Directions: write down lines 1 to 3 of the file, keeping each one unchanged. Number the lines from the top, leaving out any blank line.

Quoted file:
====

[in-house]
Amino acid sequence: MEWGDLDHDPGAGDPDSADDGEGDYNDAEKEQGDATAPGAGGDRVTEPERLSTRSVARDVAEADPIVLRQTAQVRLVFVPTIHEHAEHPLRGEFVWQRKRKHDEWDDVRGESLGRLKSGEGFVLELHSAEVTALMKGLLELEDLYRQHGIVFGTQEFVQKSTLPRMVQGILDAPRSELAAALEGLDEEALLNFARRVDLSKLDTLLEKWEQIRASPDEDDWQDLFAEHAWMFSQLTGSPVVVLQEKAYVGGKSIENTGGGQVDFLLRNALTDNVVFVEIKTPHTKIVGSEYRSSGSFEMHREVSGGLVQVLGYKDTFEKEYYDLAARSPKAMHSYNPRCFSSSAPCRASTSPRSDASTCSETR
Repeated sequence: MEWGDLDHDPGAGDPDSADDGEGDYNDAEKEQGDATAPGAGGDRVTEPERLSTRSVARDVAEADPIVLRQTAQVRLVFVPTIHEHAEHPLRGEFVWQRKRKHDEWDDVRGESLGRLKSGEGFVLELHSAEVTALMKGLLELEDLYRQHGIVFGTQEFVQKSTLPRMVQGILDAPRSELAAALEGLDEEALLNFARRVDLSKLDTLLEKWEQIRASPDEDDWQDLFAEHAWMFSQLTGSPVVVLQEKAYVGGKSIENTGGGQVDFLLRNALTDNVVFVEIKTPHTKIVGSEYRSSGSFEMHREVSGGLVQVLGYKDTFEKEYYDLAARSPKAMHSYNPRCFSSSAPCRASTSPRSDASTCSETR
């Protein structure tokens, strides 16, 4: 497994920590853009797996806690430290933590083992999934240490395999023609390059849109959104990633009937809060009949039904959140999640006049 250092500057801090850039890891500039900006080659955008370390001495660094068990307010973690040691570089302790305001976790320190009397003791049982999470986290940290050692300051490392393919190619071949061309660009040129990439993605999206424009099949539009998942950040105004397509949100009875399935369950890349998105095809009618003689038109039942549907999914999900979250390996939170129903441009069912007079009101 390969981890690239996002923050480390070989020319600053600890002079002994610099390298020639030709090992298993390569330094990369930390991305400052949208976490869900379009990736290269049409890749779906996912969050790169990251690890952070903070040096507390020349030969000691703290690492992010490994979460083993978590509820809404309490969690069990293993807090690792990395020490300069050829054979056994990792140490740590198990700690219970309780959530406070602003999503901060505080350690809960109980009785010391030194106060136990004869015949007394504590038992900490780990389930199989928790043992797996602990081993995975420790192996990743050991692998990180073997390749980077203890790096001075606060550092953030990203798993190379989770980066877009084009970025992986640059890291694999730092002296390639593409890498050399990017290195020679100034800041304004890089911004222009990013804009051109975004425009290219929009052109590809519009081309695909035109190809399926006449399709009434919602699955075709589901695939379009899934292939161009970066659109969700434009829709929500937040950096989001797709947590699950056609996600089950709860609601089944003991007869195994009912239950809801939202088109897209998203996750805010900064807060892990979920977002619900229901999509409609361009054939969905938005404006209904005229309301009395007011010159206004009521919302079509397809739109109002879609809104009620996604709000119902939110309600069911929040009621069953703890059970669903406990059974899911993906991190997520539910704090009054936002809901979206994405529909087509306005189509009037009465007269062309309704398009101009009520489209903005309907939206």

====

[in-house]
Amino acid sequence: MEWGDLDHDPGAGDPDSADDGEGDYNDAEKEQGDATAPGAGGDRVTEPERLSTRSVARDVAEADPIVLRQTAQVRLVFVPTIHEHAEHPLRGEFVWQRKRKHDEWDDVRGESLGRLKSGEGFVLELHSAEVTALMKGLLELEDLYRQHGIVFGTQEFVQKSTLPRMVQGILDAPRSELAAALEGLDEEALLNFARRVDLSKLDTLLEKWEQIRASPDEDDWQDLFAEHAWMFSQLTGSPVVVLQEKAYVGGKSIENTGGGQVDFLLRNALTDNVVFVEIKTPHTKIVGSEYRSSGSFEMHREVSGGLVQVLGYKDTFEKEYYDLAARSPKAMHSYNPRCFSSSAPCRASTSPRSDASTCSETR
Repeated sequence: MEWGDLDHDPGAGDPDSADDGEGDYNDAEKEQGDATAPGAGGDRVTEPERLSTRSVARDVAEADPIVLRQTAQVRLVFVPTIHEHAEHPLRGEFVWQRKRKHDEWDDVRGESLGRLKSGEGFVLELHSAEVTALMKGLLELEDLYRQHGIVFGTQEFVQKSTLPRMVQGILDAPRSELAAALEGLDEEALLNFARRVDLSKLDTLLEKWEQIRASPDEDDWQDLFAEHAWMFSQLTGSPVVVLQEKAYVGGKSIENTGGGQVDFLLRNALTDNVVFVEIKTPHTKIVGSEYRSSGSFEMHREVSGGLVQVLGYKDTFEKEYYDLAARSPKAMHSYNPRCFSSSAPCRASTSPRSDASTCSETR